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The Marshmallow Incident Wed, Jan 03, 2007
Pretty much every day, when I come from work, I'm greeted with some sort of cat-initiated disaster.  Papers on the floor.  Broken cups.  Footprints on the counter.  Half-eaten people food.  A few days before Christmas, Wendy and I stumbled upon quite possibly the best one yet, hereafter referred to as "The Marshmallow Incident". 

We were getting ready to travel to Virginia to visit my family for Christmas, and Wendy packed a bag of food that would eventually be dipped in chocolate and eaten (by humans).  In that outer bag (pink) was an inner bag (white) with several food items:  Pretzels, cookies, and of course, marshmallows. 

Recently, our boy cat, Dilbert, has been getting into (and eating) more and more food that you wouldn't think cats would like.  He gobbles up all kinds of vegetables.  He ate an entire package of cheese crackers.  He ripped open a plastic bag and ate part of a wheat roll.  So I guess it shouldn't be surprising when he eats any other people food.  But marshmallows?  In their original, unopened packaging?  In a bag within another bag?  Apparently, yes.  So this is the sight we came home to: 

Allow me to elaborate.  The picture shows 3 largely uneaten marshmallows (the one on the left has some teeth marks), 1 partially eaten marshmallow, 1 Oreo cookie Christmas ornament (unrelated to this incident), and quite a few small white bits of chewed-up marshmallow.  And by quite a few, I mean somewhere around 10,000.  What the picture doesn't show is the area due north, which had another 10 or so marshmallows and another 30,000 little white bits of chewed-up marshmallow.  What the picture also doesn't show is how much time and floor cleaner it took to remove 40,000 little white bits of chewed-up marshmallow.  It was ridiculous.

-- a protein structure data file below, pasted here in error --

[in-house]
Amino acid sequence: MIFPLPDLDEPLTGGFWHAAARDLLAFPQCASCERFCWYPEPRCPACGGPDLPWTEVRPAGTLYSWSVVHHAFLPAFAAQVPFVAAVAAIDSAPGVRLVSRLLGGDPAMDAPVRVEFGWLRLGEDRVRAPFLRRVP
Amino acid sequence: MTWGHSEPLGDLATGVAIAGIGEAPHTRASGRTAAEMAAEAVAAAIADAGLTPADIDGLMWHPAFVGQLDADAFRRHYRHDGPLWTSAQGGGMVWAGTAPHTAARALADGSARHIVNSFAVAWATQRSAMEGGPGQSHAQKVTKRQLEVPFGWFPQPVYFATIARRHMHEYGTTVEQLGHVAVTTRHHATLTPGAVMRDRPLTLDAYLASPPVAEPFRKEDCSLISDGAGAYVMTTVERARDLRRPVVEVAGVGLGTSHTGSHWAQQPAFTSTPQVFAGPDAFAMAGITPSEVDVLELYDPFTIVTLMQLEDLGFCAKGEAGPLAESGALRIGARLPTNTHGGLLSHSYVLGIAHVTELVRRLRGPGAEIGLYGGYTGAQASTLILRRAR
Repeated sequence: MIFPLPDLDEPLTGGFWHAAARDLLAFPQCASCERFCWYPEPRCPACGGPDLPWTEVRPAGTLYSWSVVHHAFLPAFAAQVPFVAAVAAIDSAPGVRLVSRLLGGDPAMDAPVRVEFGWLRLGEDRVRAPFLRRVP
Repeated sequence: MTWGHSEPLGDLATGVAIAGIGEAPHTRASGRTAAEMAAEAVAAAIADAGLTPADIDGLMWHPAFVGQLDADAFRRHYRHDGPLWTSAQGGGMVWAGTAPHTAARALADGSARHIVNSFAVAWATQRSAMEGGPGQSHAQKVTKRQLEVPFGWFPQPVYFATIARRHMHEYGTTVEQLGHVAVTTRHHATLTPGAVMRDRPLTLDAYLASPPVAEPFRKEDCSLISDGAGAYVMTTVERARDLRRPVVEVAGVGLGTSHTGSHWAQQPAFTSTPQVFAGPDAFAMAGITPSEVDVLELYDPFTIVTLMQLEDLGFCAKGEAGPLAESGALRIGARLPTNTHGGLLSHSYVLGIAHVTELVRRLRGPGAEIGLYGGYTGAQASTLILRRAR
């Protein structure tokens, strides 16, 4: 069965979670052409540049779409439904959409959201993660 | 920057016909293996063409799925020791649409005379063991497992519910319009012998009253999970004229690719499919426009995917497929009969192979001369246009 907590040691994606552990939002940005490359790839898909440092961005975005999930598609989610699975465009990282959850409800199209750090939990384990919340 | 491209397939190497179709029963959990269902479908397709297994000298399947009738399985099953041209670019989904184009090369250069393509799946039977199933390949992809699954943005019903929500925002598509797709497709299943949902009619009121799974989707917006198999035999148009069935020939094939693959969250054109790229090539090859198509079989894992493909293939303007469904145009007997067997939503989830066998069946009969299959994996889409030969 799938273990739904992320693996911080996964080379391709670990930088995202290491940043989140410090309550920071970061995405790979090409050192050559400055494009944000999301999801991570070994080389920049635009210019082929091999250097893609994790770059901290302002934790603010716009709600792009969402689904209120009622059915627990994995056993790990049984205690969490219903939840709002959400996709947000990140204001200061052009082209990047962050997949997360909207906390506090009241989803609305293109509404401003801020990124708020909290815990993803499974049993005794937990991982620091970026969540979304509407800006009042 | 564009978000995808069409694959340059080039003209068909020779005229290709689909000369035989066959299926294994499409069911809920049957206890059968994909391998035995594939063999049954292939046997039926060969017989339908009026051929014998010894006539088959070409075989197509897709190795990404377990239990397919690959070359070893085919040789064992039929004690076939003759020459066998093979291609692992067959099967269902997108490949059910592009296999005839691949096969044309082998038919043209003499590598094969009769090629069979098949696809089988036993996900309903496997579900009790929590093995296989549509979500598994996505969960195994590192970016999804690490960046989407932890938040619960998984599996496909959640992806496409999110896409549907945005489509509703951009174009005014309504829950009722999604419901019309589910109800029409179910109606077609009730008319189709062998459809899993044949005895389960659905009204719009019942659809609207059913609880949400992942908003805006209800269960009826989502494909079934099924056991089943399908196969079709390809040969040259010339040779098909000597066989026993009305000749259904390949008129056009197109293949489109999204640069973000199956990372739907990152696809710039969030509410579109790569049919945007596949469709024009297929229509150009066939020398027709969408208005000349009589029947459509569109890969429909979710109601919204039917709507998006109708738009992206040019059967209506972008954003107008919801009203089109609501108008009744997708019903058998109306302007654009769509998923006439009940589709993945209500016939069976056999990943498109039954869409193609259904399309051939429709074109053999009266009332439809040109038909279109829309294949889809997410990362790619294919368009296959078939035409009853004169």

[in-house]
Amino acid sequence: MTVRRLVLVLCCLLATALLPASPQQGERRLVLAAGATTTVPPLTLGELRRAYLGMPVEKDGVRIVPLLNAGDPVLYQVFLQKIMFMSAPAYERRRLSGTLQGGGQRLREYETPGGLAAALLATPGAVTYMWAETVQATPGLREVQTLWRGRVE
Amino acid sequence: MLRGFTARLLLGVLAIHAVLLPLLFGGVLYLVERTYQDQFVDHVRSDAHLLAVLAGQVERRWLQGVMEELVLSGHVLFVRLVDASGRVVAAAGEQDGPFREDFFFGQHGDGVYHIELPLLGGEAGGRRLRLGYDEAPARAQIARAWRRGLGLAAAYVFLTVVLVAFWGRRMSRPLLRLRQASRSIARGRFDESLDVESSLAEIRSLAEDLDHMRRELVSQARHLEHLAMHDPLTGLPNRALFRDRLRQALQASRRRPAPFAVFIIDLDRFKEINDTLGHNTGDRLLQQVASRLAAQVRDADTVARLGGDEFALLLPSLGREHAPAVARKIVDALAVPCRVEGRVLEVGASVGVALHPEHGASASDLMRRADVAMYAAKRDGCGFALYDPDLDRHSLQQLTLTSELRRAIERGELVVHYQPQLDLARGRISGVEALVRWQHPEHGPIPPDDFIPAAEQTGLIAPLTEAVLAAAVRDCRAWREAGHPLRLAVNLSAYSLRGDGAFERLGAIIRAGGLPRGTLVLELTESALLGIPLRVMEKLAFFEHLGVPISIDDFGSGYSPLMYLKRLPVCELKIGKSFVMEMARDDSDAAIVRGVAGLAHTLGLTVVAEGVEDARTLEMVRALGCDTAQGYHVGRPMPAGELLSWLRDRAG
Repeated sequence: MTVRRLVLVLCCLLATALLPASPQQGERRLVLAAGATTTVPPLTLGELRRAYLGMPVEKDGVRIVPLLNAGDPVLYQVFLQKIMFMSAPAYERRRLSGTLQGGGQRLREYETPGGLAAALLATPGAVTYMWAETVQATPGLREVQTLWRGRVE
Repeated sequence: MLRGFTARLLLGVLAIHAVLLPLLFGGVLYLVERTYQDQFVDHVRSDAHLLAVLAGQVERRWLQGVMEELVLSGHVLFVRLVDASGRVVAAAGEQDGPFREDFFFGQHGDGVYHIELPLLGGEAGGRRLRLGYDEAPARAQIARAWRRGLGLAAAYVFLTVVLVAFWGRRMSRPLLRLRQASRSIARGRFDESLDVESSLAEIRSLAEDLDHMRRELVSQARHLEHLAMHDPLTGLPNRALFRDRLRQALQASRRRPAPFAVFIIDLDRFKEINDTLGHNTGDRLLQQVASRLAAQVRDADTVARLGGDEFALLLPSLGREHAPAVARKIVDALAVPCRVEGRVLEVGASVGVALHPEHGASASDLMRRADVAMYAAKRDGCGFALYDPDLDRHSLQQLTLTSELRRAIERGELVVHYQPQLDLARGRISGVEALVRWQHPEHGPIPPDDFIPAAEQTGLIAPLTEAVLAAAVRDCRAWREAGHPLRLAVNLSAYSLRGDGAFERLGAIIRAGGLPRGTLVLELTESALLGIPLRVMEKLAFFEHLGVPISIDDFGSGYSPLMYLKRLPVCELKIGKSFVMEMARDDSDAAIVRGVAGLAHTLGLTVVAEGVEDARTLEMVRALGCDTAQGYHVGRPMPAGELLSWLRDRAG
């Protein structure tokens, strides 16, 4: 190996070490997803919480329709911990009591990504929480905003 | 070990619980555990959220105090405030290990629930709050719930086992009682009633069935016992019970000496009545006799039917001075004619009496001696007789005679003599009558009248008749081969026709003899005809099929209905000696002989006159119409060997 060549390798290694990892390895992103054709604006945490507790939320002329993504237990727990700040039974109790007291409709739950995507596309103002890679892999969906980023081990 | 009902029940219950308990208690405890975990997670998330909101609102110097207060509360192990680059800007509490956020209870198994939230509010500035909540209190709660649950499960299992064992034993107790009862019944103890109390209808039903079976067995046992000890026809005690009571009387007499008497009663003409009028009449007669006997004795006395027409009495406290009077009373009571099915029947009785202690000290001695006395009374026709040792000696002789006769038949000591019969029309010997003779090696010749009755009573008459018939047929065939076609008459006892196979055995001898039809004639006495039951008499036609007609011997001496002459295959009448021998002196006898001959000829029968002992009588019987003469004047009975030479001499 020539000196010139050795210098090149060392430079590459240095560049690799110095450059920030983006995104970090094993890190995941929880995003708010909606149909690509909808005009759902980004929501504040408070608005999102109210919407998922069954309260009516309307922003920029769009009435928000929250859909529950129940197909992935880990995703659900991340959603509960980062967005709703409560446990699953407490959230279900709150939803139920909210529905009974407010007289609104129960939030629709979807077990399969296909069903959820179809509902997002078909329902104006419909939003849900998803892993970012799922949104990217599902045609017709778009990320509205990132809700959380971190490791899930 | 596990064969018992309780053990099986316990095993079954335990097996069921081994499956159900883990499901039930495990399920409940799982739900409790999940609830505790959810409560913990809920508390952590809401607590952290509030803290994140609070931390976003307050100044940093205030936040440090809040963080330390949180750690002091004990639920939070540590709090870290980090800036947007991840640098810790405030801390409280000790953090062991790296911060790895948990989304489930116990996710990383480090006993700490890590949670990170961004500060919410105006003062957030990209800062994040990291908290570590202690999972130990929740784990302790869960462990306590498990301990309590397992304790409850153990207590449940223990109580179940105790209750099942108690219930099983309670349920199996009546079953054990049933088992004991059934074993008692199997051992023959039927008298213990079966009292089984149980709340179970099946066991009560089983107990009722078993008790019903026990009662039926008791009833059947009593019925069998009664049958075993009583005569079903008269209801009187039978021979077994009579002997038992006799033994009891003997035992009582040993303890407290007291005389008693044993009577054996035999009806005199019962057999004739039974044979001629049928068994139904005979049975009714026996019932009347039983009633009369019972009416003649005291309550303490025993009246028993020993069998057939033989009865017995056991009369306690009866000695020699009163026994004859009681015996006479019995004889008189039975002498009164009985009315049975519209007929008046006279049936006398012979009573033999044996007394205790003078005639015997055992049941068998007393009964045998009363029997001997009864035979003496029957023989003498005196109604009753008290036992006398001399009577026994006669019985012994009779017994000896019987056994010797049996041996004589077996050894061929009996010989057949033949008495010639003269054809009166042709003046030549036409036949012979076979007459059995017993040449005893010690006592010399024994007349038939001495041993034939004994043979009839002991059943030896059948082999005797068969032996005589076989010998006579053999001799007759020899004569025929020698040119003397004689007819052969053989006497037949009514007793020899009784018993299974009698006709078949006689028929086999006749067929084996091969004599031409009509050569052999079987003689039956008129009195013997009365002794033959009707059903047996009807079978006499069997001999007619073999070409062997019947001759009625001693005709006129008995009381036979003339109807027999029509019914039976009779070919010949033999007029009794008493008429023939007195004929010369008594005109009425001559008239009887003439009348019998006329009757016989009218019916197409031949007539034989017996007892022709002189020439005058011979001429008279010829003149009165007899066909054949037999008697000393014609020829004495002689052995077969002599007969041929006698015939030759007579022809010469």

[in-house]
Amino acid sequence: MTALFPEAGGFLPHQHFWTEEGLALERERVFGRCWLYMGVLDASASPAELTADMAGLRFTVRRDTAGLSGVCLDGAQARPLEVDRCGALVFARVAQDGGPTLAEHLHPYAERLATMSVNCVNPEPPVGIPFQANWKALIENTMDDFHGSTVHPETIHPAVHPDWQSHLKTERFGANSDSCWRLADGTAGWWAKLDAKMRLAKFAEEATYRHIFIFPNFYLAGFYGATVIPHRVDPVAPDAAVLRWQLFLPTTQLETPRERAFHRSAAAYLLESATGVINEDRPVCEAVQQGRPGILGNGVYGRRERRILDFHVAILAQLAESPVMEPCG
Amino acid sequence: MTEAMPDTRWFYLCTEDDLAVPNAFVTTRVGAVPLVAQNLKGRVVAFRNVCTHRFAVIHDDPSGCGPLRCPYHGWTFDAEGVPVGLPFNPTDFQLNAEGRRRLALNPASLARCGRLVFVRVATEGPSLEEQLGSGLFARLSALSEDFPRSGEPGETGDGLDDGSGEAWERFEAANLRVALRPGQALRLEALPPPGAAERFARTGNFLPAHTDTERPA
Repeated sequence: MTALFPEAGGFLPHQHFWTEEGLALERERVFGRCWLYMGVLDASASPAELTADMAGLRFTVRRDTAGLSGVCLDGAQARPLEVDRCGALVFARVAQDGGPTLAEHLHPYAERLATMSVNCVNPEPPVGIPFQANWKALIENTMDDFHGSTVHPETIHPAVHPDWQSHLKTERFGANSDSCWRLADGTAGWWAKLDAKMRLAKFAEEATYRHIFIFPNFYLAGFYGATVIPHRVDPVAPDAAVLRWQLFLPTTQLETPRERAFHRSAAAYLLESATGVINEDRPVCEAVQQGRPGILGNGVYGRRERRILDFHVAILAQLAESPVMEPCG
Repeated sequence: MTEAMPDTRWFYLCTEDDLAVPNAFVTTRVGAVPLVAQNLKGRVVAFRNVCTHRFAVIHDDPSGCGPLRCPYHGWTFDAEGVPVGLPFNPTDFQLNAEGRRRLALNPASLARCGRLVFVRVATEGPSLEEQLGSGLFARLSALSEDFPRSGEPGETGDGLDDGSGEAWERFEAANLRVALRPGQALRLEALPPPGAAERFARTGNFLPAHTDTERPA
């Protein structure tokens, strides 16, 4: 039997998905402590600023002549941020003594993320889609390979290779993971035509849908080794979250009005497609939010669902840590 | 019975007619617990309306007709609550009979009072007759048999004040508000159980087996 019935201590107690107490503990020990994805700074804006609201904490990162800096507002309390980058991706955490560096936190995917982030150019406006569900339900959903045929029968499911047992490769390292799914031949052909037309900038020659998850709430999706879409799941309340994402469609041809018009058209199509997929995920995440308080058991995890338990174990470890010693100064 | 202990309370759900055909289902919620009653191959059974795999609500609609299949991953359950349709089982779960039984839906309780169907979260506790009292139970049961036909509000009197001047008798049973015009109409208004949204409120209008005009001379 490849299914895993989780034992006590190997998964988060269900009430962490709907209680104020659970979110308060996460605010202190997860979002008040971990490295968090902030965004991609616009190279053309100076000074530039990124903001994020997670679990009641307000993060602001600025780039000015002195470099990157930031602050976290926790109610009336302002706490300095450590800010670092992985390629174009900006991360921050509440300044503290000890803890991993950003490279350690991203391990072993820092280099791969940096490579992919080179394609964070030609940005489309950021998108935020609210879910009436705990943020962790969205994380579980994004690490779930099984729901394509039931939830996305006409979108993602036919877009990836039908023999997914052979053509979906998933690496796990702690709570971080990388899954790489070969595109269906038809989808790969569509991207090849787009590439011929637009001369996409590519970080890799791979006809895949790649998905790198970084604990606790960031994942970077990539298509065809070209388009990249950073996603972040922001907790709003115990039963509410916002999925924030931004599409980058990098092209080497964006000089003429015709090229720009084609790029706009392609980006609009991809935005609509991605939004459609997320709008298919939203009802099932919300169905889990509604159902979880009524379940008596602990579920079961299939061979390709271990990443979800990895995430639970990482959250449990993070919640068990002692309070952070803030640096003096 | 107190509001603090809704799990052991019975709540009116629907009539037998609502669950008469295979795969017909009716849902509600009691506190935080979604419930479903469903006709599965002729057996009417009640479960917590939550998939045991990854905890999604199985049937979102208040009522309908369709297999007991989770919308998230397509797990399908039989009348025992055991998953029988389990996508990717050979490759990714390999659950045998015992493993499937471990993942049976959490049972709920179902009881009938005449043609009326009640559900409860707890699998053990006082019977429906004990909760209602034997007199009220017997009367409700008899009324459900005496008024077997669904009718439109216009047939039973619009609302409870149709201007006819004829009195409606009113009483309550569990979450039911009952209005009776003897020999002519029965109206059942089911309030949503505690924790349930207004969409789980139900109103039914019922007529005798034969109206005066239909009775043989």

Also of interest in this incident was the ferocity of our little gray and white cat.  He's been known to be a little mean with strangers, and his bite is much worse than his growl (actually, he never growls).  The picture below shows the marshmallows in their original packaging, complete with several teeth marks and large ripped wholes. 

The following picture is a closeup of a thoroughly gnawed marshmallow.  Notice the puncture wounds and cat hairs.  Dilbert obviously wasn't just seeing if he liked it.  He was either (a) attempting to kill it, or (b) trying to eat it piece by piece.  Judging from a few of the other marshmallows, I would say he was going to town on the stickiest meal he ever found.  Note to pet owners:  Sticky going in, sticky coming out. 


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